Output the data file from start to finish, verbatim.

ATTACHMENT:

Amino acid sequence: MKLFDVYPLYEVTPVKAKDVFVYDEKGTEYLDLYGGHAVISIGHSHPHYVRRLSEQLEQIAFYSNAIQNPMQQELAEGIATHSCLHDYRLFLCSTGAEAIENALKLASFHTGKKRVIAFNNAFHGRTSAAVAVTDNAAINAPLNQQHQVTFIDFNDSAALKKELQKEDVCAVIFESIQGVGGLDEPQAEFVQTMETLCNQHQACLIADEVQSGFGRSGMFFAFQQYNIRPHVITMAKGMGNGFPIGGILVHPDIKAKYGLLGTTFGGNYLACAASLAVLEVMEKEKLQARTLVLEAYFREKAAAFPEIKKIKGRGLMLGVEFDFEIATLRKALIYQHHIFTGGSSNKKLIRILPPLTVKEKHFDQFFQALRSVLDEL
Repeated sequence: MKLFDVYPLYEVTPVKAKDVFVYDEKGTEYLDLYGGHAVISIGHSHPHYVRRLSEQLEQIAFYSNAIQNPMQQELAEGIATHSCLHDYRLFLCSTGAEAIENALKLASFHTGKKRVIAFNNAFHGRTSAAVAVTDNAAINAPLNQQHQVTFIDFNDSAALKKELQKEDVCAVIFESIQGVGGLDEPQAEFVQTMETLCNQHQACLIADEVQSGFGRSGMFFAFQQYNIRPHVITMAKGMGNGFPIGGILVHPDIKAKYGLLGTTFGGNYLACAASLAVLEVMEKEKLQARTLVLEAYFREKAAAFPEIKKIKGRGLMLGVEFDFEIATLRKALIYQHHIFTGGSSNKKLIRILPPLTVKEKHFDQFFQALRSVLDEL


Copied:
Amino acid sequence: MKLFDVYPLYEVTPVKAKDVFVYDEKGTEYLDLYGGHAVISIGHSHPHYVRRLSEQLEQIAFYSNAIQNPMQQELAEGIATHSCLHDYRLFLCSTGAEAIENALKLASFHTGKKRVIAFNNAFHGRTSAAVAVTDNAAINAPLNQQHQVTFIDFNDSAALKKELQKEDVCAVIFESIQGVGGLDEPQAEFVQTMETLCNQHQACLIADEVQSGFGRSGMFFAFQQYNIRPHVITMAKGMGNGFPIGGILVHPDIKAKYGLLGTTFGGNYLACAASLAVLEVMEKEKLQARTLVLEAYFREKAAAFPEIKKIKGRGLMLGVEFDFEIATLRKALIYQHHIFTGGSSNKKLIRILPPLTVKEKHFDQFFQALRSVLDEL
Repeated sequence: MKLFDVYPLYEVTPVKAKDVFVYDEKGTEYLDLYGGHAVISIGHSHPHYVRRLSEQLEQIAFYSNAIQNPMQQELAEGIATHSCLHDYRLFLCSTGAEAIENALKLASFHTGKKRVIAFNNAFHGRTSAAVAVTDNAAINAPLNQQHQVTFIDFNDSAALKKELQKEDVCAVIFESIQGVGGLDEPQAEFVQTMETLCNQHQACLIADEVQSGFGRSGMFFAFQQYNIRPHVITMAKGMGNGFPIGGILVHPDIKAKYGLLGTTFGGNYLACAASLAVLEVMEKEKLQARTLVLEAYFREKAAAFPEIKKIKGRGLMLGVEFDFEIATLRKALIYQHHIFTGGSSNKKLIRILPPLTVKEKHFDQFFQALRSVLDEL